When Andy Grove Saw The Future Of Networked Computing
Some things never change: 1.The telecoms industry will always lag the computer industry; 2. People will always prefer personal, local control over their information to relying on remote sources.
One of the most astute players in the tech world these past 40 years, Andy Grove, the great former CEO and co-founder of Intel, remarked on these characteristics a decade and a half ago.
Back in 1995 he observed: “”The computer industry does its stuff delivering increased performance and reducing prices because it’s a competitive and open industry with hundreds of companies in it, but the telecommunications industry has a government monopoly legacy which is not used to delivering its services in a competitive economy. We need improving bandwidth and declining prices and neither trend is being served sufficiently.”
How true that statement remains today. Where is LTE? Where is Wimax? Where, in most places, is 3G?
In 1998, another prescient observation from Grove was his reaction to the idea of the ‘Network Computer’ (a thin client device which got its programmes and information from the Web – what we now call Cloud Computing) which was, in the mid-1990s, being promoted by Larry Ellison of Oracle.
“What’s made this industry very exciting”, observed Grove in 1998, “is that people speculate on new platforms, and new applications, but the world’s population has shown – generation after generation – is that they prefer the attributes of local control to those of a dumb terminal.”
When asked if Ellison’s idea was driving the adoption of networked computing, Grove responded: “The sun doesn’t rise because the rooster crows.”
Networked computing was happening, he explained, not because of anything Ellison said, but because a couple of hundred million people around the world had computers technically capable of accessing the communications networks.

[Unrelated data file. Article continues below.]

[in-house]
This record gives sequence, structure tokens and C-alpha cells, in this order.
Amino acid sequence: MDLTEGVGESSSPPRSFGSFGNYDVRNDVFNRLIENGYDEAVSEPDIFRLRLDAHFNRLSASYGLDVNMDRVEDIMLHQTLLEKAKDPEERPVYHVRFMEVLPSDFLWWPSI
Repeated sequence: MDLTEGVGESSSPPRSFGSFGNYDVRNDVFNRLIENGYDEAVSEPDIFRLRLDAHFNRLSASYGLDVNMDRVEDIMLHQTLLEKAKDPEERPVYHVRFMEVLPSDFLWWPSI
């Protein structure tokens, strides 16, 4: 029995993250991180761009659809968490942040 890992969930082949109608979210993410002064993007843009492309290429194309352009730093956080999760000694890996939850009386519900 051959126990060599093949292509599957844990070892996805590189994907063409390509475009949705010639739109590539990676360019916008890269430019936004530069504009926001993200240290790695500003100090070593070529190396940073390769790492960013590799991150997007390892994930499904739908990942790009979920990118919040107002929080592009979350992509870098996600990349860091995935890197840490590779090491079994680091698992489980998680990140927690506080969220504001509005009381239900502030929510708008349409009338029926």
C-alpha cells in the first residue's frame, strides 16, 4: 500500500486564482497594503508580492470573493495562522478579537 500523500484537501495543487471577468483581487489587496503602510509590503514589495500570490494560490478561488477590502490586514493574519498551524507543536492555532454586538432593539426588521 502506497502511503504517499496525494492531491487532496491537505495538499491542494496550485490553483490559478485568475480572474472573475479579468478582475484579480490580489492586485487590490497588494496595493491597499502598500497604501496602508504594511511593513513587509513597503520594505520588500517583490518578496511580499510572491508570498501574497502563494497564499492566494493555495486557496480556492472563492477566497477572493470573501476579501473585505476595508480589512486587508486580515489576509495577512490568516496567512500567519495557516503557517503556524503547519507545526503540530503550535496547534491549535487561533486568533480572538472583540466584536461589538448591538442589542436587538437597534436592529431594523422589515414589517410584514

Nonetheless, Grove enthusiastically promoted the idea of the networked computer and, asked if he was promoting networked computing just because it helped sell more microprocessors, he replied:
“I get paid to serve Intel’s interest but I don’t get paid enough to lie. It’s clearly in our enlightened business interest that consumers’ eyeballs move over to the PC from the TV but we actually believe this stuff. It may only be a skip and a jump from you saying ‘there’s Grove giving a marketing message’ but I believe the message to be true. We walk the walk as well as talk the talk.”
Grove has turned out to be right. Everyone talks about The Cloud today but the most successful devices, like the iPhone, have masses of space to store apps, information and programmes. Everyone, it seems, still prefers local control to remote access.
And why? Because the other part of Grove’s observation is also still true – the capabilities delivered by the computer industry (which now includes smartphones) still vastly out-perform the capabilities provided by the telecoms industry.
Although the telecoms industry has LTE and Wimax in its locker, it is typically slow and reluctant to deploy them, while a decade after the 3G licenses were sold, coverage remains spotty at best.
Which is why people don’t want to rely on such links for their basic computing needs.Tags: bandwidth, co founder, computer industry, telecoms industry